Skip to main content

Netflix documentaries have become a successful niche for the platform, but since they tackle real-life subjects, caveats should arguably be placed on-screen. Such is the case for health documentaries there, including the controversial and upcoming The Goop Lab that many deem an infomercial for Gwyneth Paltrow‘s Goop.

Health documentaries pushing pseudoscience have become a cottage industry lately, which essentially means Netflix is making subscribers pay for opinions deemed a little bit dangerous.

Another documentary in the same vein (What the Health) was released on Netflix a few years ago with similar critical reviews. Why are these docus getting pushed through so fast, and are they a disservice to the value of the documentary?

At least critics are digging in deep and providing real proof to refute scientific claims made.

Gwyneth Paltrow on the red carpet
Gwyneth Paltrow | Axelle/Bauer-Griffin/FilmMagic

Has ‘The Goop Lab’ set a risky precedent?

Google up The Goop Lab and you’ll see a lot of critics who’ve already torn into this Netflix health docuseries debuting on January 24. More than a few analysts are calling the six-episode series shameless in promoting the Goop company while touting all the unproven science behind their products.

With Paltrow’s power, it’s easy to see why such a project received a go-ahead at Netflix. Now it’s drawn a new line in the sand on health documentaries after What the Health released on Netflix back in 2017. The latter film is still available to watch there, though it’s worth noting how much of a slam it received in empirical criticism.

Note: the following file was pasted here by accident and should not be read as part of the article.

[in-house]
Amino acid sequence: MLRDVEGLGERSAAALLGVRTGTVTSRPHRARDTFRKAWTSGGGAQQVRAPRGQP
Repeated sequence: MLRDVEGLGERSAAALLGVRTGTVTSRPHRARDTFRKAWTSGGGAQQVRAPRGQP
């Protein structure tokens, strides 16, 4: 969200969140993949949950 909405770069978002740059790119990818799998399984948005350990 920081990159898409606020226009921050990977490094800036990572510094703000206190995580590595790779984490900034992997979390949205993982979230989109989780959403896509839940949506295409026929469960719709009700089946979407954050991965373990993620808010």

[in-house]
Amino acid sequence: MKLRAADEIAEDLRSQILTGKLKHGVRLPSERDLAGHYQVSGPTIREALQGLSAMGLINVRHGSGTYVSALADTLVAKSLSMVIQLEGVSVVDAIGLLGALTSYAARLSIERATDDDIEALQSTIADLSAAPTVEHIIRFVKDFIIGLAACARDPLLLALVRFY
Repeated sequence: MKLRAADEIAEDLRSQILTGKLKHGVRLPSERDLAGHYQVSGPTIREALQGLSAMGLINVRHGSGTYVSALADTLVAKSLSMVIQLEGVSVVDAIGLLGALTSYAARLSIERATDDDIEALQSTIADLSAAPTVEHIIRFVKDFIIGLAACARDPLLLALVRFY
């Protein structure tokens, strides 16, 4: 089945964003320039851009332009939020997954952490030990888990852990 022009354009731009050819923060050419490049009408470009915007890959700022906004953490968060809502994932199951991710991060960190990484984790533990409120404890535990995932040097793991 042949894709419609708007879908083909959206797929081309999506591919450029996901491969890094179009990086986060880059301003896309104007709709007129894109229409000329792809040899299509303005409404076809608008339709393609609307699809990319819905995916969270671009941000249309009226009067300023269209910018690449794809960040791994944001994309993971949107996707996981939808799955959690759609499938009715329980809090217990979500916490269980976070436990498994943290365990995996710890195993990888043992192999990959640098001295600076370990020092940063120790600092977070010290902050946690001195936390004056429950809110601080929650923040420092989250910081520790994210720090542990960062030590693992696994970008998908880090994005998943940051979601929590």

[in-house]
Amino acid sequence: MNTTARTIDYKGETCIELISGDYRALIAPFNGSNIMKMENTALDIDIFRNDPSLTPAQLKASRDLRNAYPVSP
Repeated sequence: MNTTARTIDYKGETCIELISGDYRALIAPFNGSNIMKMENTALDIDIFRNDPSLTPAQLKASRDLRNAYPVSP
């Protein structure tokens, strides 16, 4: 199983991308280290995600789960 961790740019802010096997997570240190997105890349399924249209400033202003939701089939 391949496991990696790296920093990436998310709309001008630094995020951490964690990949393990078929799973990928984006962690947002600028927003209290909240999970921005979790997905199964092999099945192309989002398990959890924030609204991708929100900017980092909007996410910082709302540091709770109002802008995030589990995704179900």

Not that refuting all claims in the film that animal-based food is bad for us will stop people from doing what they want to do. It’s at a point now where pseudoscience has taken off for those who think science is tilted too far toward personal or political biases.

Even bias hasn’t been proven, yet living in a more skeptical and confused world is only going to lead to more documentaries like WTH and TGL.

What was said about What the Health to run it into the ground? Most likely, more documentaries like it are going to be made anyway.

Pseudoscience makes real evidence harder to find

As noted in a 2017 review by Nine Teicholz for Vice, the science in What the Health was pure junk. Teicholz meticulously weeded out all the claims in the film about meat, cheese, and dairy and went to the real science behind how those foods affected people’s health over the years.

Her findings were very eye-opening and brought forth through legitimate scientific sources. No doubt it took her weeks of time to find this information. Regardless, what a service it was to those who took the message of What the Health overly seriously.

Most people just don’t research thoroughly, leading health documentaries like this to become a quick source of information to willing audiences. Because documentaries have been proven in recent years to be rich sources of information about stories not acknowledged enough in mainstream thought, it’s led directly to so-called health experts getting a foot in the door.

It’s also surprising Netflix allows these documentaries to go forward without better evidence. This may be a sad truth controversial titles are a new form of documentary clickbait.

Will there ever be warning messages on these health documentaries?

The least Netflix could do is place a message of warning saying the science behind these documentaries isn’t necessarily proven. Doing so will give a caveat before going in and taking them as a new form of health gospel.

With an eerie marketing phrase of Reach New Depthson The Goop Lab poster, it’s time for Netflix to take more responsibility in helping people make smarter decisions about what they buy or consume.

Not that watching these documentaries isn’t still worthwhile as a warning to inspire people to research carefully on their own.